EU should understand threat of terror to Turkey: TÜSİAD
AA photoCansen Başaran-Symes, the head of the Turkish Industry and Business Organization (TÜSİAD), a leading business group, has called on European leaders to understand the terrorism risks that Turkey is facing, while also highlighting the importance of freedom of speech.
Commenting on the recent rift between Brussels and Ankara over a recent deal on visa freedom for Turkish citizens in exchange for Turkey’s readmission of refugees, Başaran-Symes said TÜSİAD wished that the problem would not lead to a broader cutting of relations between the two sides.
“The EU should raise expectations that would hamper the struggle against terrorism,” she said, speaking at TÜSİAD’s high advisory board meeting in Istanbul on May 12.
Ankara says it has fulfilled the 72 criteria by EU for the visa-free travel deal, but the bloc insists for a shift in Turkey’s anti-terror code, which Ankara says will not change.
Başaran-Symes also praised the government’s efforts to take immediate steps for visa liberation with the EU, while noting that her organization remains in favor of normalizing relations between Ankara and Moscow through dialogue.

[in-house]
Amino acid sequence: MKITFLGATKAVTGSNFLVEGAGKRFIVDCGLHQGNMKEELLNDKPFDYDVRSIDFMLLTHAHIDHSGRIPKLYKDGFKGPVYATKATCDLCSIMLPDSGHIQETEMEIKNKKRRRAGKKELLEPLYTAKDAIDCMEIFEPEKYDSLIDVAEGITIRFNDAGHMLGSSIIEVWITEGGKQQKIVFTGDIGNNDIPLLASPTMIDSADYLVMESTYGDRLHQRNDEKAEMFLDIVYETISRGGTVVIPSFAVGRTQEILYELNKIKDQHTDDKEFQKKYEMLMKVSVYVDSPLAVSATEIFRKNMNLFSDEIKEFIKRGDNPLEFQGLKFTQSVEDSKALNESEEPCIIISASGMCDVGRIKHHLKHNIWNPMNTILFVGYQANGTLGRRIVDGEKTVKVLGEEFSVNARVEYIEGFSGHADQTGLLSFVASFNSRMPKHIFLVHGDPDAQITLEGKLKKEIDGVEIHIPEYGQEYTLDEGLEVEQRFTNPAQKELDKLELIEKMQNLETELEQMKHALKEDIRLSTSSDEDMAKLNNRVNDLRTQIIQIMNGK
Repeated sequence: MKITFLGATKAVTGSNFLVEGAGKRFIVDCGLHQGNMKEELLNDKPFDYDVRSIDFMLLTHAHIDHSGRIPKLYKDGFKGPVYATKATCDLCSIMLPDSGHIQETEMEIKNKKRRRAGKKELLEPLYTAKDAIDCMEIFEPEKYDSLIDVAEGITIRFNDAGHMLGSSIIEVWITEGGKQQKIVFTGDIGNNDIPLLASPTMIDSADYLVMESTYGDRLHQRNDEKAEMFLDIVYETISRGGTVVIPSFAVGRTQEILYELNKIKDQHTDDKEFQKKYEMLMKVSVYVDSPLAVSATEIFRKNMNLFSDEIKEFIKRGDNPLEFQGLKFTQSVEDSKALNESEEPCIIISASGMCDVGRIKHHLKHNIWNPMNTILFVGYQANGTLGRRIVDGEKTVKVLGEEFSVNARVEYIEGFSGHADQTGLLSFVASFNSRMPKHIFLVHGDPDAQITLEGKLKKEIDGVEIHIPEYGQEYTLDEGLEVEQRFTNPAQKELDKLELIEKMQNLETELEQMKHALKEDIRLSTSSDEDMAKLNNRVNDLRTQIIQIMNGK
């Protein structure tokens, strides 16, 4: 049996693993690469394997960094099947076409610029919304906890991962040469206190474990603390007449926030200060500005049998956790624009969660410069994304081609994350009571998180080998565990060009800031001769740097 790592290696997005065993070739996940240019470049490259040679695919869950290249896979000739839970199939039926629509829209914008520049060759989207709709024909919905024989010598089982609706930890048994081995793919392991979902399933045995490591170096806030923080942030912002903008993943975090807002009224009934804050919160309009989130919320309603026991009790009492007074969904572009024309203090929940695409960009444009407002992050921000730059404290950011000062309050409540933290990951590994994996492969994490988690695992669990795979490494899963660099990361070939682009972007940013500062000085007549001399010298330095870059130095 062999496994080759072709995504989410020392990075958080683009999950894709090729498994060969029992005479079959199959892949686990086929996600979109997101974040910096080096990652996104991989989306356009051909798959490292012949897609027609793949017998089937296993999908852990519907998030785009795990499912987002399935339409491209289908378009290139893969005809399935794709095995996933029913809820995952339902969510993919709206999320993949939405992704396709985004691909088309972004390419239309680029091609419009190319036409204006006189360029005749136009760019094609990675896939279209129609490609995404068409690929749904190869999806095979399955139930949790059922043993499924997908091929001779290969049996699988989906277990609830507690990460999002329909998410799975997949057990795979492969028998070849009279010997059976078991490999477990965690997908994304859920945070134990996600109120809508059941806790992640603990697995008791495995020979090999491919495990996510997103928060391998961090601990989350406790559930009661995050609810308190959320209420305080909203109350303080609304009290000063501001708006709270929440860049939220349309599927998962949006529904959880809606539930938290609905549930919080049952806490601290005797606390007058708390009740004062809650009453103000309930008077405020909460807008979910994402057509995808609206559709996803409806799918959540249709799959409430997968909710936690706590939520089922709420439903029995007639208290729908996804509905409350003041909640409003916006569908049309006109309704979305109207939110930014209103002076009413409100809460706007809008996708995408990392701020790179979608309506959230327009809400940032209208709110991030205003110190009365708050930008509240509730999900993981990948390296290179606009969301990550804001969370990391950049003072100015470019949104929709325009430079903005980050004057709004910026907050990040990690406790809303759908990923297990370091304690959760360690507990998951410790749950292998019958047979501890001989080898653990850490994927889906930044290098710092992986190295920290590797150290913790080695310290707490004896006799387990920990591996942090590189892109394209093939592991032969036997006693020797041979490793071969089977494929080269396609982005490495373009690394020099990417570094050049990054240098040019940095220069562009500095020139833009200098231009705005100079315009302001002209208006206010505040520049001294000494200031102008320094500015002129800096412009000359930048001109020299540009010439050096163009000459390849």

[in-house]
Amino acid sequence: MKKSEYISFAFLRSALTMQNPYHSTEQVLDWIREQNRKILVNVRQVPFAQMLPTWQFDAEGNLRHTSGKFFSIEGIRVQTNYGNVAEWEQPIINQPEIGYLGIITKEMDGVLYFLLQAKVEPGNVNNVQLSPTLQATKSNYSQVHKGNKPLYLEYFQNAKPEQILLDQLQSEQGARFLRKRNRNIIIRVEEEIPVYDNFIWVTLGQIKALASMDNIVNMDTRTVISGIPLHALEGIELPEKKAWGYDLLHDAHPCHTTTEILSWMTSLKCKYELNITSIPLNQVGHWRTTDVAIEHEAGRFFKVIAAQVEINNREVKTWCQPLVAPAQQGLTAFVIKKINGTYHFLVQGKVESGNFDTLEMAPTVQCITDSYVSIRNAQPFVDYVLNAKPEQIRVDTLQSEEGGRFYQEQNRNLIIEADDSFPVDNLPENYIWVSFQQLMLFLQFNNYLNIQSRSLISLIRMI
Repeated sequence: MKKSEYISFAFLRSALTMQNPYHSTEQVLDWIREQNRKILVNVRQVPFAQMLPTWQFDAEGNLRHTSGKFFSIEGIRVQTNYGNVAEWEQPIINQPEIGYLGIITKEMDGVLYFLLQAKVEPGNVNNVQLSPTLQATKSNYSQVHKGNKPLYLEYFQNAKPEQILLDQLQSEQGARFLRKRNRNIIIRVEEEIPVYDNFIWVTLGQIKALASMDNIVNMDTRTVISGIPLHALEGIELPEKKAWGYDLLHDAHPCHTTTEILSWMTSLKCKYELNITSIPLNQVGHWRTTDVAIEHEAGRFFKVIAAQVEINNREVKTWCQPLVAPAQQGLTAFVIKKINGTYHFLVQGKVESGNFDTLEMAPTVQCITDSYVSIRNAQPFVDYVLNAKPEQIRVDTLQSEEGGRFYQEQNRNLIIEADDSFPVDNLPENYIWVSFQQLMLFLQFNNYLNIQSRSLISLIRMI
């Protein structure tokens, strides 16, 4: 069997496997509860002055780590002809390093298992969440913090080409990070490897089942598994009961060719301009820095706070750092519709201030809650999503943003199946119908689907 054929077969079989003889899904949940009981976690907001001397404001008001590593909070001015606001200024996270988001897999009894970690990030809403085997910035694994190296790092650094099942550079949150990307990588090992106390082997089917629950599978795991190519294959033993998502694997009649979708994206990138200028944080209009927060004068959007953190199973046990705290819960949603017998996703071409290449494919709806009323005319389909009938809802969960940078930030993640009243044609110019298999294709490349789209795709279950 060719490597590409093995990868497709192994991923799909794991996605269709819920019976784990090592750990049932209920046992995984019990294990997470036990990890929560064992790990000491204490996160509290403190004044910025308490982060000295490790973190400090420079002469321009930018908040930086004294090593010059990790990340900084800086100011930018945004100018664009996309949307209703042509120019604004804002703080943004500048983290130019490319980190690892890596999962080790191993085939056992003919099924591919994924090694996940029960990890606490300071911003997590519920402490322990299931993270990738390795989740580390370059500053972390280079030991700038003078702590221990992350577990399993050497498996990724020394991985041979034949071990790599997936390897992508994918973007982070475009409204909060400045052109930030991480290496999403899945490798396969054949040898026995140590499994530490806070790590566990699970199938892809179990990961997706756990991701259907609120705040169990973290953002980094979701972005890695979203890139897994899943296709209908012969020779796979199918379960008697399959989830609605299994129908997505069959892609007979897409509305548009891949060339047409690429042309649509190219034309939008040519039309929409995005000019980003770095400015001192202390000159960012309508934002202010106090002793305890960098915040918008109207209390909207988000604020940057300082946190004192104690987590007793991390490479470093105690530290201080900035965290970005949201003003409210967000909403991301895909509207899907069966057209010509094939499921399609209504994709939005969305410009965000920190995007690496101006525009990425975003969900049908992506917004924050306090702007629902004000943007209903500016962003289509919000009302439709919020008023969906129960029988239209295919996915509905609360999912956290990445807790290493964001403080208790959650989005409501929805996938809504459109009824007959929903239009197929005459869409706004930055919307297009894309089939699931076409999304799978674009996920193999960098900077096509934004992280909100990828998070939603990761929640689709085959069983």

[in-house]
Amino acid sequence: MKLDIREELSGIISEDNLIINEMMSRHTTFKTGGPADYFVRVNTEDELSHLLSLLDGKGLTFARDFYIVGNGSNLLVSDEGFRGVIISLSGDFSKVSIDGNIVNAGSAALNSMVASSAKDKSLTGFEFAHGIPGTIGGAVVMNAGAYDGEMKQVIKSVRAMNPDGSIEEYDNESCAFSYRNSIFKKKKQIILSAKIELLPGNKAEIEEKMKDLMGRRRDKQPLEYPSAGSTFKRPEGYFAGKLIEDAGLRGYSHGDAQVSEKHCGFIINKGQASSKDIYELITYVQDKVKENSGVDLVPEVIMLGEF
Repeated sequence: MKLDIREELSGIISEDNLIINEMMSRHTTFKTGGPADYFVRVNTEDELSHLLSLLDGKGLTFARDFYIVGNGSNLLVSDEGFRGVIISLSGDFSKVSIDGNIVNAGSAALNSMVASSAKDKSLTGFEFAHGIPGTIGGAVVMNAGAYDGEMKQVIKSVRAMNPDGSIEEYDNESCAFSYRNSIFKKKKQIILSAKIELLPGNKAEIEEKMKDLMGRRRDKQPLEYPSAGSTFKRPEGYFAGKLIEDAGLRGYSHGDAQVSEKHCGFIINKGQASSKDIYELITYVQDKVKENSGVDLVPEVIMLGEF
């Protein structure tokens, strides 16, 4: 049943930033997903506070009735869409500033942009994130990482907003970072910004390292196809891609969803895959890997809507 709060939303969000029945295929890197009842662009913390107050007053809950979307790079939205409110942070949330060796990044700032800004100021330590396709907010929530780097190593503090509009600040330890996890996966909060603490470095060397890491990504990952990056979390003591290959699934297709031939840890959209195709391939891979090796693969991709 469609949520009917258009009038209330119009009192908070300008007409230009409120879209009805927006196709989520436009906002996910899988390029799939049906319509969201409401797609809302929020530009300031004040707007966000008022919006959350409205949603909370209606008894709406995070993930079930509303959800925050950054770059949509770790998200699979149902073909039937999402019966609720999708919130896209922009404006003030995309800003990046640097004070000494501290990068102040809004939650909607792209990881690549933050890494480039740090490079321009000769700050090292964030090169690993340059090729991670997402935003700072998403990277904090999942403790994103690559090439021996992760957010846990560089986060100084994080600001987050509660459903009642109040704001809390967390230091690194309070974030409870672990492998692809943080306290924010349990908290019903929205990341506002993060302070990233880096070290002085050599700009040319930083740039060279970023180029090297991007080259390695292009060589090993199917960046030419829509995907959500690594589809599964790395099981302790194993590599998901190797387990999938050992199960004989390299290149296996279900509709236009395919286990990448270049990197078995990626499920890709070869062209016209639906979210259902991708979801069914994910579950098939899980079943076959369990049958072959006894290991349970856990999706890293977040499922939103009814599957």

“It is seen that there is a need for a new evaluation in Turkey’s foreign policy. We have to take a series of steps by preserving our EU membership perspective and relations should be managed with respect,” she said.
The TÜSİAD head also touched on the sensitive issue of secularism, which recently became subject of political debate, saying that “the fact that there were some problems in the implementation of secularism in the past does not legitimize debate about the principle of secularism itself.”
Başaran-Symes stressed that her group attaches great importance freedom of speech and the right to hold demonstrations, saying it is in favor of “a Turkey that is not afraid of freedom of speech and has self-confidence.”
Meanwhile, the head of TÜSİAD’s high advisory board, Tuncay Özilhan, said growing pessimism inside and outside the country had created economic vulnerabilities, stating that issue of terrorism was now at the top of Turkey’s agenda.
“A solution should now be found for unproductive political conflicts. The terrorism issue is another thing, and seeing continuous news reports about deaths of officials hurts our feelings. We are exhausted. This is a call to all parties: Today is a day for unity. We have to find a solution to problems resolutely. Without saying so, nothing will happen. We will continue to say what we know and what we believe,” Özilhan said.
He also added that the “healthy functioning of the democratic system” is more important than which names take their place in the cabinet, amid political uncertainty over who will succeed Ahmet Davutoğlu as prime minister.